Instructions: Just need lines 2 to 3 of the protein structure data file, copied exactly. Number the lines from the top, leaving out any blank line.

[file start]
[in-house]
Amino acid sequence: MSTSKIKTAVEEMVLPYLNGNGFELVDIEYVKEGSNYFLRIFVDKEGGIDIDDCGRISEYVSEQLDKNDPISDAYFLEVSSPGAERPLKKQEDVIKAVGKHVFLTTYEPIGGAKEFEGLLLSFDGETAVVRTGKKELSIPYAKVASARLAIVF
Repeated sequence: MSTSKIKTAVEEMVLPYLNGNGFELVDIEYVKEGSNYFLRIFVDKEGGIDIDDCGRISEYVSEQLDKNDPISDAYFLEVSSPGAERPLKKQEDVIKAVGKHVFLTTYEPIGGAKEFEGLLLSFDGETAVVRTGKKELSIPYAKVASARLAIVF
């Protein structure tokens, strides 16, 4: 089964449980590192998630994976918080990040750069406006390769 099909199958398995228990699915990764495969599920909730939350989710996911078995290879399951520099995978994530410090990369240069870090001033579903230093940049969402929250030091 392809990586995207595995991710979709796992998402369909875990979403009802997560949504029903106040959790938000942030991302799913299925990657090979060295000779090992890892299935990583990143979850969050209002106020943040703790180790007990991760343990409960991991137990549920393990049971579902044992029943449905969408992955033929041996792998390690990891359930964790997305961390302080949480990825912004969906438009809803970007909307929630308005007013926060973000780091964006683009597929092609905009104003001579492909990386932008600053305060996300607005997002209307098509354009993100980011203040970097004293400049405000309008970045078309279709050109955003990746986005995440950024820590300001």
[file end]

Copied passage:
Amino acid sequence: MSTSKIKTAVEEMVLPYLNGNGFELVDIEYVKEGSNYFLRIFVDKEGGIDIDDCGRISEYVSEQLDKNDPISDAYFLEVSSPGAERPLKKQEDVIKAVGKHVFLTTYEPIGGAKEFEGLLLSFDGETAVVRTGKKELSIPYAKVASARLAIVF
Repeated sequence: MSTSKIKTAVEEMVLPYLNGNGFELVDIEYVKEGSNYFLRIFVDKEGGIDIDDCGRISEYVSEQLDKNDPISDAYFLEVSSPGAERPLKKQEDVIKAVGKHVFLTTYEPIGGAKEFEGLLLSFDGETAVVRTGKKELSIPYAKVASARLAIVF